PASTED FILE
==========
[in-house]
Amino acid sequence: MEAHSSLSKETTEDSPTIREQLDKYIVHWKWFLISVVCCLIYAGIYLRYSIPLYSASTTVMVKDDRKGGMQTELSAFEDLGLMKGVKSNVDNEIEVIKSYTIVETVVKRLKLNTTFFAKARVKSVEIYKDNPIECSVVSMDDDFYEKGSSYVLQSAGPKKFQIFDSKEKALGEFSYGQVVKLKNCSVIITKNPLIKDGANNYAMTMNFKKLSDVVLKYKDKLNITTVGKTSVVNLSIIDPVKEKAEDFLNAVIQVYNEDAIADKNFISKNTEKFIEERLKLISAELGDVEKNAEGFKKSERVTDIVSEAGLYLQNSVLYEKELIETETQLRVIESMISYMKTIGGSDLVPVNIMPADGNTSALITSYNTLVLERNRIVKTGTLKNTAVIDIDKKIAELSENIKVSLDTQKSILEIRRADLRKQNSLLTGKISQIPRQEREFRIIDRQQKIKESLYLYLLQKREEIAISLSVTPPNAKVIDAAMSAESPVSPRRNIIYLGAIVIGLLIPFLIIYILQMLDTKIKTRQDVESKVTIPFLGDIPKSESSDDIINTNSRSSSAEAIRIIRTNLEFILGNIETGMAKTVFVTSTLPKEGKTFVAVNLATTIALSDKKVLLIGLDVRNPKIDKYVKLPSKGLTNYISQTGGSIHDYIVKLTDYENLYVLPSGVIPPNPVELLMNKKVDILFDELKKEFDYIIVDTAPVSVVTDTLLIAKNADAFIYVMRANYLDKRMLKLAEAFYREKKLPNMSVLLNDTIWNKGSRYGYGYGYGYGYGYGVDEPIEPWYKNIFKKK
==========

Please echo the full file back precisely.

[in-house]
Amino acid sequence: MEAHSSLSKETTEDSPTIREQLDKYIVHWKWFLISVVCCLIYAGIYLRYSIPLYSASTTVMVKDDRKGGMQTELSAFEDLGLMKGVKSNVDNEIEVIKSYTIVETVVKRLKLNTTFFAKARVKSVEIYKDNPIECSVVSMDDDFYEKGSSYVLQSAGPKKFQIFDSKEKALGEFSYGQVVKLKNCSVIITKNPLIKDGANNYAMTMNFKKLSDVVLKYKDKLNITTVGKTSVVNLSIIDPVKEKAEDFLNAVIQVYNEDAIADKNFISKNTEKFIEERLKLISAELGDVEKNAEGFKKSERVTDIVSEAGLYLQNSVLYEKELIETETQLRVIESMISYMKTIGGSDLVPVNIMPADGNTSALITSYNTLVLERNRIVKTGTLKNTAVIDIDKKIAELSENIKVSLDTQKSILEIRRADLRKQNSLLTGKISQIPRQEREFRIIDRQQKIKESLYLYLLQKREEIAISLSVTPPNAKVIDAAMSAESPVSPRRNIIYLGAIVIGLLIPFLIIYILQMLDTKIKTRQDVESKVTIPFLGDIPKSESSDDIINTNSRSSSAEAIRIIRTNLEFILGNIETGMAKTVFVTSTLPKEGKTFVAVNLATTIALSDKKVLLIGLDVRNPKIDKYVKLPSKGLTNYISQTGGSIHDYIVKLTDYENLYVLPSGVIPPNPVELLMNKKVDILFDELKKEFDYIIVDTAPVSVVTDTLLIAKNADAFIYVMRANYLDKRMLKLAEAFYREKKLPNMSVLLNDTIWNKGSRYGYGYGYGYGYGYGVDEPIEPWYKNIFKKK